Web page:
Standard dental hygiene involves brushing your teeth twice a day with fluoride toothpaste and flossing. If you cement this into your everyday routine, then you’ll have sparkling teeth and healthy gums for the rest of your life. However, if you haven’t been keeping up with this and you’re pregnant, you’ll want to start now. During pregnancy, poor dental habits have links to premature delivery, preeclampsia, gestational diabetes, and even intrauterine growth restriction, so it will be best to visit your Ann Arbor dentist right away.
When you’re pregnant, your body goes through many more changes than you realize. Although you probably don’t associate dental hygiene with a successful pregnancy, your body works overtime to provide nourishment and proper development for a growing human being, which means everything should be in well-working order. With all the changes you’re going through, you probably have a few questions about what they mean for you and your baby. Here are some of the questions you may have about your dental health while pregnant:
Are Bleeding Gums Normal During Pregnancy?
Yes, bleeding gums are normal during pregnancy. Given all the changes in your body, you may develop pregnancy gingivitis, a mild form of gum disease that usually occurs between the second and eighth months of pregnancy. It typically goes away after childbirth, but you may want to visit your dentist anyway to make sure you know all the steps you need to take to keep your mouth healthy.
Will I Really Lose a Tooth With Each Baby I Have?
This old wives’ tale continues to persist today, but it does have a tiny grain of truth. If you lose a tooth while you’re pregnant, it’s because you had a dental problem that was left unattended for too long. However, teeth tend to feel loose during pregnancy because progesterone and estrogen can relax the bones and ligaments that put them in place. Like pregnancy gingivitis, this goes away after childbirth, but it’s still a good idea to visit your dentist if you think something is amiss.
Does Morning Sickness Affect My Dental Health?
Even though the name implies otherwise, morning sickness can happen at any time of the day. Since you’ll be vomiting, you’ll be exposing your teeth to stomach acids, which can damage your enamel. It’s best to rinse your mouth thoroughly with a mouth rinse or a mixture of baking soda and water before brushing your teeth, which can reduce the damage done by the acid. Once you’re done rinsing, wait 30 minutes before brushing your teeth.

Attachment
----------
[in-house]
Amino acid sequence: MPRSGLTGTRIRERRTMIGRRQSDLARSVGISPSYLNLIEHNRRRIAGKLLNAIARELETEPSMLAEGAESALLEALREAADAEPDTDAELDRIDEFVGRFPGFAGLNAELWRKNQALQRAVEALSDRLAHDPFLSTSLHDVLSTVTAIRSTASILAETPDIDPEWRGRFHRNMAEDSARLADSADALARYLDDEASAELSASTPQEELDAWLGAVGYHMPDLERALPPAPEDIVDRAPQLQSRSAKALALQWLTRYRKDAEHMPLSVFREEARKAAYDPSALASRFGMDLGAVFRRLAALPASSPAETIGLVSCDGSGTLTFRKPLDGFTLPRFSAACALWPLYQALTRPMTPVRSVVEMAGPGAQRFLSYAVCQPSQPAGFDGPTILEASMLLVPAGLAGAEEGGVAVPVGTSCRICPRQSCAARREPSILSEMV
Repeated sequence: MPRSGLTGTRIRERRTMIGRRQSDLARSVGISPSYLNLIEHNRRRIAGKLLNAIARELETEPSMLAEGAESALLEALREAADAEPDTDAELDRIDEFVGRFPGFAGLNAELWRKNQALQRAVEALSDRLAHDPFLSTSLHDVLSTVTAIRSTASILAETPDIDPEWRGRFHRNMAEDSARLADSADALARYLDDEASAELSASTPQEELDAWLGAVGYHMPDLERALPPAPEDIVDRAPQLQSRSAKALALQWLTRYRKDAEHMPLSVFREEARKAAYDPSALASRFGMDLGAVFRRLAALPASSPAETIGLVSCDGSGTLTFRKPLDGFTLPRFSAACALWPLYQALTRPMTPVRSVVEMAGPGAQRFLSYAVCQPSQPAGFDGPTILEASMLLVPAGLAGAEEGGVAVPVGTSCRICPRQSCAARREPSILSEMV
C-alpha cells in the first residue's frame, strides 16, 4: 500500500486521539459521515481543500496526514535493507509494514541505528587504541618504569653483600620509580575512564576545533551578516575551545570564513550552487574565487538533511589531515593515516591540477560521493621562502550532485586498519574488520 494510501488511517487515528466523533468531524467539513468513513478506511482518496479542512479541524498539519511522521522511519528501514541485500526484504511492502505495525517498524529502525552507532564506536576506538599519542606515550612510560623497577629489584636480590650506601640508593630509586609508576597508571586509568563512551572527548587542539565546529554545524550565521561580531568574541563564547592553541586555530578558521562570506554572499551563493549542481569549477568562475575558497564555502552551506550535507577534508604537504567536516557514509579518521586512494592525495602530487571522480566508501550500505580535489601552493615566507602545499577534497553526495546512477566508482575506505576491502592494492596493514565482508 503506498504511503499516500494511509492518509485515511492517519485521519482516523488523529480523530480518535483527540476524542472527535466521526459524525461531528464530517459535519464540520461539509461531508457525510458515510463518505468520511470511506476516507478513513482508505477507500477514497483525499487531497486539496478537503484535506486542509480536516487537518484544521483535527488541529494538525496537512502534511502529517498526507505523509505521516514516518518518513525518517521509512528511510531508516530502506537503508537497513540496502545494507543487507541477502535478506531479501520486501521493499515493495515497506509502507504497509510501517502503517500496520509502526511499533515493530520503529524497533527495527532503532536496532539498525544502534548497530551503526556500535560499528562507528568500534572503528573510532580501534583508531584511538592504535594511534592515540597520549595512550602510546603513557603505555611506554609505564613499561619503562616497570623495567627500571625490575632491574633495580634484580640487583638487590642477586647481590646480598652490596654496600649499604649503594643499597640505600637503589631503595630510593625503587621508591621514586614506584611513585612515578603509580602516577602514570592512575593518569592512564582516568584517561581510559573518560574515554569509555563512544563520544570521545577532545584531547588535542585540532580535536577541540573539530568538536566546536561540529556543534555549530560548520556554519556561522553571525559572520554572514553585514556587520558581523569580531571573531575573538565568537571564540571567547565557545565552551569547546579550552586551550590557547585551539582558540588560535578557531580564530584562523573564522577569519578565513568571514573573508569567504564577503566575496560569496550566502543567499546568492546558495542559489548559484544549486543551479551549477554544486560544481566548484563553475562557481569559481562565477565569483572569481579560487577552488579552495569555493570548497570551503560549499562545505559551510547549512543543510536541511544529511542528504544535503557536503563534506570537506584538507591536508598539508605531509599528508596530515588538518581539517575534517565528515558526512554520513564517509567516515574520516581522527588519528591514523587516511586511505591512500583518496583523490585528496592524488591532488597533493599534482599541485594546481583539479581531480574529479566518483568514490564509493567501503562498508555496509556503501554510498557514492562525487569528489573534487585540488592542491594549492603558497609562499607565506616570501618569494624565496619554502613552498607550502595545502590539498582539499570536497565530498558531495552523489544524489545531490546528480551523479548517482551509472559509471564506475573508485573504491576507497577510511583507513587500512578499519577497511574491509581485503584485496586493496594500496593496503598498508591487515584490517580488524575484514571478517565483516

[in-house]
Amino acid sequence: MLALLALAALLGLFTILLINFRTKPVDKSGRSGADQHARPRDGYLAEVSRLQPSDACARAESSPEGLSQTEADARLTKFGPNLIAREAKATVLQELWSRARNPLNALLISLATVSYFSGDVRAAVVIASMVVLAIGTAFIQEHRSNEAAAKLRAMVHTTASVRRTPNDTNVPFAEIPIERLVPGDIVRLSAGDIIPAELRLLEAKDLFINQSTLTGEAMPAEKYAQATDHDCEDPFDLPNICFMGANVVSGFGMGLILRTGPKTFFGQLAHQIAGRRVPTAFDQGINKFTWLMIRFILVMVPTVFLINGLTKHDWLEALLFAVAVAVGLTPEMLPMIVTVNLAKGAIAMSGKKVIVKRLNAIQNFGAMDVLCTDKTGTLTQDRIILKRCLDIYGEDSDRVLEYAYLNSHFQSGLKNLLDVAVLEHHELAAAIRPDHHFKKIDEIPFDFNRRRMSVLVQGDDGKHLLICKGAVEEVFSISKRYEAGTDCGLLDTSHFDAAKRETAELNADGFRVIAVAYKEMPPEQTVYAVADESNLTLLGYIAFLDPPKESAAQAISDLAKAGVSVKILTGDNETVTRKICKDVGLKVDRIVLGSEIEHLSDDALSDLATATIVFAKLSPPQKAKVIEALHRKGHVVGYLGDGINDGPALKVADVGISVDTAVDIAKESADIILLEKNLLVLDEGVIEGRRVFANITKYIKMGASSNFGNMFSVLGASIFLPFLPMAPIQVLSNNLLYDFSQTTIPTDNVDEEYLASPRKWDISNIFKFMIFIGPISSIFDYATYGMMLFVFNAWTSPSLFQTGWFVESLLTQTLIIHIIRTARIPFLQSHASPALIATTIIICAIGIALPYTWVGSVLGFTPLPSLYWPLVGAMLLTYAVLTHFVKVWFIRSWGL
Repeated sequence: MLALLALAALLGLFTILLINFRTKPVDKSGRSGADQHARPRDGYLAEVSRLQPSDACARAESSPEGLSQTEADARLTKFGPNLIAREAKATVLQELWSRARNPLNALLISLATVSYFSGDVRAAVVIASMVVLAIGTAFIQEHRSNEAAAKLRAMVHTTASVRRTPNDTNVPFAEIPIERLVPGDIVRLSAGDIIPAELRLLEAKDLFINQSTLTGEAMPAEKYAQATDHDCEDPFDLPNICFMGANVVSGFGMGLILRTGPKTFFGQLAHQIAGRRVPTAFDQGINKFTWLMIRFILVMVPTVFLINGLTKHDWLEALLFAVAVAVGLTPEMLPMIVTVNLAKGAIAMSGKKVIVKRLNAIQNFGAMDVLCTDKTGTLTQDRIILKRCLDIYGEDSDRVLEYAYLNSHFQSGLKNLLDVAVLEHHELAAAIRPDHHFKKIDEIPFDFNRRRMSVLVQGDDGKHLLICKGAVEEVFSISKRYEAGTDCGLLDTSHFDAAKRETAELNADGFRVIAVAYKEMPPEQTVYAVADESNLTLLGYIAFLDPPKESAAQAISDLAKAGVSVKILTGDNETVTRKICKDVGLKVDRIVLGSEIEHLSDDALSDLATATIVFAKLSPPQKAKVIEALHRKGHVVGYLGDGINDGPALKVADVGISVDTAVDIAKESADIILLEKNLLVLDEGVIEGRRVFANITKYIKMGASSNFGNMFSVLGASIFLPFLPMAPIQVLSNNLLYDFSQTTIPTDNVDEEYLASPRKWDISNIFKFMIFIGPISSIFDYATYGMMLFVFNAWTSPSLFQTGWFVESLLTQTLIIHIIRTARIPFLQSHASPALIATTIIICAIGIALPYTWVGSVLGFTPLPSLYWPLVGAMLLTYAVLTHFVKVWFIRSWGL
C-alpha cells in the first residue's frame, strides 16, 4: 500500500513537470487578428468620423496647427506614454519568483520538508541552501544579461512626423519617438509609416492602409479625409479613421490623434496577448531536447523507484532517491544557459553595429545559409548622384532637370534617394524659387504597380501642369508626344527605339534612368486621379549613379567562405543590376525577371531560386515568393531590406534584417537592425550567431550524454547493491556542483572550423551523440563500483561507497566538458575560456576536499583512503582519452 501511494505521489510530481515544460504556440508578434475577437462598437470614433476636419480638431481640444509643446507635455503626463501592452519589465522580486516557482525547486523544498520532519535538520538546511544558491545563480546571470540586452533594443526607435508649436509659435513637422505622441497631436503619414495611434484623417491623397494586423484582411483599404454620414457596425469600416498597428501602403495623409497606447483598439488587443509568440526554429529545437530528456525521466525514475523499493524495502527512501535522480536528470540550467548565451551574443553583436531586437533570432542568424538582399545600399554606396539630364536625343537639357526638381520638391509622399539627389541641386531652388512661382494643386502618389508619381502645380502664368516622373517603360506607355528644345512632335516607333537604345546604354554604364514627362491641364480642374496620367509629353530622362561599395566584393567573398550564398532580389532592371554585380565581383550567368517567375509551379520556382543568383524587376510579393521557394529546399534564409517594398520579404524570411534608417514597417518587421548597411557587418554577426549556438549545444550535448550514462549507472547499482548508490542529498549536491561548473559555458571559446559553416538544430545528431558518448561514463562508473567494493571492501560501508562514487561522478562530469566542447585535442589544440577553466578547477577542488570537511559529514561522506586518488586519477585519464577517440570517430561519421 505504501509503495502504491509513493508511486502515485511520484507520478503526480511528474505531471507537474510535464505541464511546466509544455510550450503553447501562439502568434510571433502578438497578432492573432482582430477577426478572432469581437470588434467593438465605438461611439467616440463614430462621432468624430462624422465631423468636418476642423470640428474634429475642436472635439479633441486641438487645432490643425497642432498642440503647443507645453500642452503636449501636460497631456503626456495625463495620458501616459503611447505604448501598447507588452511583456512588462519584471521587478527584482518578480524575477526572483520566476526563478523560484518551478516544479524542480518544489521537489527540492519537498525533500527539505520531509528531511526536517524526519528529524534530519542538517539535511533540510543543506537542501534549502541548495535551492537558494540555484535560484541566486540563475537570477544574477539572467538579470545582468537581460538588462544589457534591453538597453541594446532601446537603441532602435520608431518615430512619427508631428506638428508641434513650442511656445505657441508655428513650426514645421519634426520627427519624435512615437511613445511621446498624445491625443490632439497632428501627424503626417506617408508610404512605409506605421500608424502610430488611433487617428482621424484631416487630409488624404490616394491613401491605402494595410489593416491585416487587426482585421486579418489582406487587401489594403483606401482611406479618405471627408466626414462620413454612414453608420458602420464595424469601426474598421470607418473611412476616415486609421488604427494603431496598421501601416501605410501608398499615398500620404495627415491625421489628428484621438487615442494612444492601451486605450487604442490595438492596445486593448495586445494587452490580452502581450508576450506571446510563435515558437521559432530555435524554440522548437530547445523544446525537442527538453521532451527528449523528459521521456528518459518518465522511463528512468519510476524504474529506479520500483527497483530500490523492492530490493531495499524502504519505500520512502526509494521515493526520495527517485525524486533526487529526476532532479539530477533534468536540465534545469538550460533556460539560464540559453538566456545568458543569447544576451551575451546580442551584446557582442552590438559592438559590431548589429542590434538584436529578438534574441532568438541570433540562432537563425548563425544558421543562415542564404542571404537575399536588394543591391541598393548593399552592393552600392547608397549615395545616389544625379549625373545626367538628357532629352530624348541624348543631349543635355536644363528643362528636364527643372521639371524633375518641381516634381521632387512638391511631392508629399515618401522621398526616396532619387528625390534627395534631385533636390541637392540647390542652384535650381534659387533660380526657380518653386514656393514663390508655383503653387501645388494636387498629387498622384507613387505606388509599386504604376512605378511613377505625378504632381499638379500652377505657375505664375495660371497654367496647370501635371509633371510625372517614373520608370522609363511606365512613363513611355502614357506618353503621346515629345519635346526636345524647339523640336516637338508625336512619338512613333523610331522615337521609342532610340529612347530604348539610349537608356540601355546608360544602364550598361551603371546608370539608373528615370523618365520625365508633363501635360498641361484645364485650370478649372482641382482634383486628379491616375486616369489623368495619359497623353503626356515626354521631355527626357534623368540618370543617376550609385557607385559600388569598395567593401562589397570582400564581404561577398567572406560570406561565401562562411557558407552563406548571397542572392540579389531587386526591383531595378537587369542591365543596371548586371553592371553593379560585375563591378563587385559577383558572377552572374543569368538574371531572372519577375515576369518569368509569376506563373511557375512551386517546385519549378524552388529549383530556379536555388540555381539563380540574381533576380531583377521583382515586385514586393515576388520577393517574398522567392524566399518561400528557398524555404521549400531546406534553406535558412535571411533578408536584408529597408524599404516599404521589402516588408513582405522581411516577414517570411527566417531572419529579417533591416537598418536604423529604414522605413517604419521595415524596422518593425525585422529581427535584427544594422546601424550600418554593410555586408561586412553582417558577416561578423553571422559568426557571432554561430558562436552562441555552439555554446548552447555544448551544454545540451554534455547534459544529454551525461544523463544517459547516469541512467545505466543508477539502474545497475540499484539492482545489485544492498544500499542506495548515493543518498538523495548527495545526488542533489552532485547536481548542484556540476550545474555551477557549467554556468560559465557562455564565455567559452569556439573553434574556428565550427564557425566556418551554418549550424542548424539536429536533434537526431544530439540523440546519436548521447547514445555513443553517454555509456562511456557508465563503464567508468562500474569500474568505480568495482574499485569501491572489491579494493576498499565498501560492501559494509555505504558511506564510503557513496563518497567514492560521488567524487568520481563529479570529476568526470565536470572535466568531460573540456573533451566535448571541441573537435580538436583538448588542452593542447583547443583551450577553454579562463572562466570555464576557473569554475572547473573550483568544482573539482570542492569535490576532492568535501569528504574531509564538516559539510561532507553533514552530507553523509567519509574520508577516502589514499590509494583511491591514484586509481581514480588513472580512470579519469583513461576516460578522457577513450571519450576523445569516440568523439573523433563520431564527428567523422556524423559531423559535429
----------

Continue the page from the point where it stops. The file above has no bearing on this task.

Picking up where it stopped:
Brushing My Teeth Makes Me Gag. What Do I Do?
Like all other instances that make you gag, like accidentally inhaling foul smells, go very slowly and avoid abrupt movements. Try to change parts of your teeth brushing habits, like swapping your toothpaste’s flavor for something else, using a smaller brush with softer bristles, or even brushing at a different time of the day. If rinsing and spitting before brushing your teeth helps you feel better, try that in the meantime. Whatever you do, it’s vital to maintain your dental hygiene routine because you’re more vulnerable to cavities, so find what works for you.
Pregnancy comes with many surprising changes, including unexpected sensations in your gums and teeth. While most of it is normal, it’s always advisable to consult your dentist when something feels wrong. It’s also the perfect opportunity to make sure everything else is otherwise in top shape with your mouth. When in doubt, be sure to visit Ann Arbor dental care to answer all the other questions you may have about your dental health while carrying a baby.
Dental House MI offers affordable dentistry to residents of Ann Arbor and Waterford. Our dental services include preventive dentistry, dentures, cosmetic dentistry, restorative dentistry, and more. Contact us today to book your appointment!